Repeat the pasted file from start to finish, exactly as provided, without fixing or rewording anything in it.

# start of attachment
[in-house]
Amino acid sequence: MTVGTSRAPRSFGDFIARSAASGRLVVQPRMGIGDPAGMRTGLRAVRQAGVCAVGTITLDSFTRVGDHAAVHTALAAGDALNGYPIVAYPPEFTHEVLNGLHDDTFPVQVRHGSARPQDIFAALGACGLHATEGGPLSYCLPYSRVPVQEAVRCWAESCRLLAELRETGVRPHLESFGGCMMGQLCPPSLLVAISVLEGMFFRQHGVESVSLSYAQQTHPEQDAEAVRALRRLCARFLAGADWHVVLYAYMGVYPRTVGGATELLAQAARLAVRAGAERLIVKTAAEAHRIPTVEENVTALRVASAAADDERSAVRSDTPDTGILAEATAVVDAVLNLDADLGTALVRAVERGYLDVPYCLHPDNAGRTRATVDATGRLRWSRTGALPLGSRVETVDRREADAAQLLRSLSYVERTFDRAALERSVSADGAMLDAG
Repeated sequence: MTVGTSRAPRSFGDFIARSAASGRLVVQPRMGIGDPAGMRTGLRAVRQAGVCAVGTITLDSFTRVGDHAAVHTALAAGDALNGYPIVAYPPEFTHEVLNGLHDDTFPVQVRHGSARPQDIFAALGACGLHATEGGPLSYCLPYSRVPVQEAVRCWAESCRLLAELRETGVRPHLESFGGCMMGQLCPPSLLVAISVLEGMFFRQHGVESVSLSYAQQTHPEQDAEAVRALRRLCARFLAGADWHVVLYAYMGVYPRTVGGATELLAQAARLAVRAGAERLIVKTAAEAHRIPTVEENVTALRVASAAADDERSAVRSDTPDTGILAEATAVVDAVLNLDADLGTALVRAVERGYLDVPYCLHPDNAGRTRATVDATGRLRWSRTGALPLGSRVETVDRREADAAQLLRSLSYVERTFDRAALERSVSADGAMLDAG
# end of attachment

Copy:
[in-house]
Amino acid sequence: MTVGTSRAPRSFGDFIARSAASGRLVVQPRMGIGDPAGMRTGLRAVRQAGVCAVGTITLDSFTRVGDHAAVHTALAAGDALNGYPIVAYPPEFTHEVLNGLHDDTFPVQVRHGSARPQDIFAALGACGLHATEGGPLSYCLPYSRVPVQEAVRCWAESCRLLAELRETGVRPHLESFGGCMMGQLCPPSLLVAISVLEGMFFRQHGVESVSLSYAQQTHPEQDAEAVRALRRLCARFLAGADWHVVLYAYMGVYPRTVGGATELLAQAARLAVRAGAERLIVKTAAEAHRIPTVEENVTALRVASAAADDERSAVRSDTPDTGILAEATAVVDAVLNLDADLGTALVRAVERGYLDVPYCLHPDNAGRTRATVDATGRLRWSRTGALPLGSRVETVDRREADAAQLLRSLSYVERTFDRAALERSVSADGAMLDAG
Repeated sequence: MTVGTSRAPRSFGDFIARSAASGRLVVQPRMGIGDPAGMRTGLRAVRQAGVCAVGTITLDSFTRVGDHAAVHTALAAGDALNGYPIVAYPPEFTHEVLNGLHDDTFPVQVRHGSARPQDIFAALGACGLHATEGGPLSYCLPYSRVPVQEAVRCWAESCRLLAELRETGVRPHLESFGGCMMGQLCPPSLLVAISVLEGMFFRQHGVESVSLSYAQQTHPEQDAEAVRALRRLCARFLAGADWHVVLYAYMGVYPRTVGGATELLAQAARLAVRAGAERLIVKTAAEAHRIPTVEENVTALRVASAAADDERSAVRSDTPDTGILAEATAVVDAVLNLDADLGTALVRAVERGYLDVPYCLHPDNAGRTRATVDATGRLRWSRTGALPLGSRVETVDRREADAAQLLRSLSYVERTFDRAALERSVSADGAMLDAG